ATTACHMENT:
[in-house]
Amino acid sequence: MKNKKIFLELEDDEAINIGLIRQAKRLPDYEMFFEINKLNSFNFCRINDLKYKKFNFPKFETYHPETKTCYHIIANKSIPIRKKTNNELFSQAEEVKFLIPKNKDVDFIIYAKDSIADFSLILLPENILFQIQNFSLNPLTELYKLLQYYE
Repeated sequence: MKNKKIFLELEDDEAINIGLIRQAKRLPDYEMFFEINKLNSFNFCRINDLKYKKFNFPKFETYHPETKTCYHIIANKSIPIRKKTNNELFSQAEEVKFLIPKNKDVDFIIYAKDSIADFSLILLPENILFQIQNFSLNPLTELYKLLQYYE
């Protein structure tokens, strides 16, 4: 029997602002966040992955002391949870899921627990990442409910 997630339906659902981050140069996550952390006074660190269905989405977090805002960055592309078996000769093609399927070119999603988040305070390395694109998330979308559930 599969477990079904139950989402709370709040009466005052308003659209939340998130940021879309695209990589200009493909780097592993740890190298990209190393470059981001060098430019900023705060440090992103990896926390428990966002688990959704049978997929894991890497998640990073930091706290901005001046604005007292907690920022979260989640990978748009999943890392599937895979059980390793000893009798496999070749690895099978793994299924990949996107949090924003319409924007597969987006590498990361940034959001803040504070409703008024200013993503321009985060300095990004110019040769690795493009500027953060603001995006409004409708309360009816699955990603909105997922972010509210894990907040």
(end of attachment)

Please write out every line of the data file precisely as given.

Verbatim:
[in-house]
Amino acid sequence: MKNKKIFLELEDDEAINIGLIRQAKRLPDYEMFFEINKLNSFNFCRINDLKYKKFNFPKFETYHPETKTCYHIIANKSIPIRKKTNNELFSQAEEVKFLIPKNKDVDFIIYAKDSIADFSLILLPENILFQIQNFSLNPLTELYKLLQYYE
Repeated sequence: MKNKKIFLELEDDEAINIGLIRQAKRLPDYEMFFEINKLNSFNFCRINDLKYKKFNFPKFETYHPETKTCYHIIANKSIPIRKKTNNELFSQAEEVKFLIPKNKDVDFIIYAKDSIADFSLILLPENILFQIQNFSLNPLTELYKLLQYYE
């Protein structure tokens, strides 16, 4: 029997602002966040992955002391949870899921627990990442409910 997630339906659902981050140069996550952390006074660190269905989405977090805002960055592309078996000769093609399927070119999603988040305070390395694109998330979308559930 599969477990079904139950989402709370709040009466005052308003659209939340998130940021879309695209990589200009493909780097592993740890190298990209190393470059981001060098430019900023705060440090992103990896926390428990966002688990959704049978997929894991890497998640990073930091706290901005001046604005007292907690920022979260989640990978748009999943890392599937895979059980390793000893009798496999070749690895099978793994299924990949996107949090924003319409924007597969987006590498990361940034959001803040504070409703008024200013993503321009985060300095990004110019040769690795493009500027953060603001995006409004409708309360009816699955990603909105997922972010509210894990907040």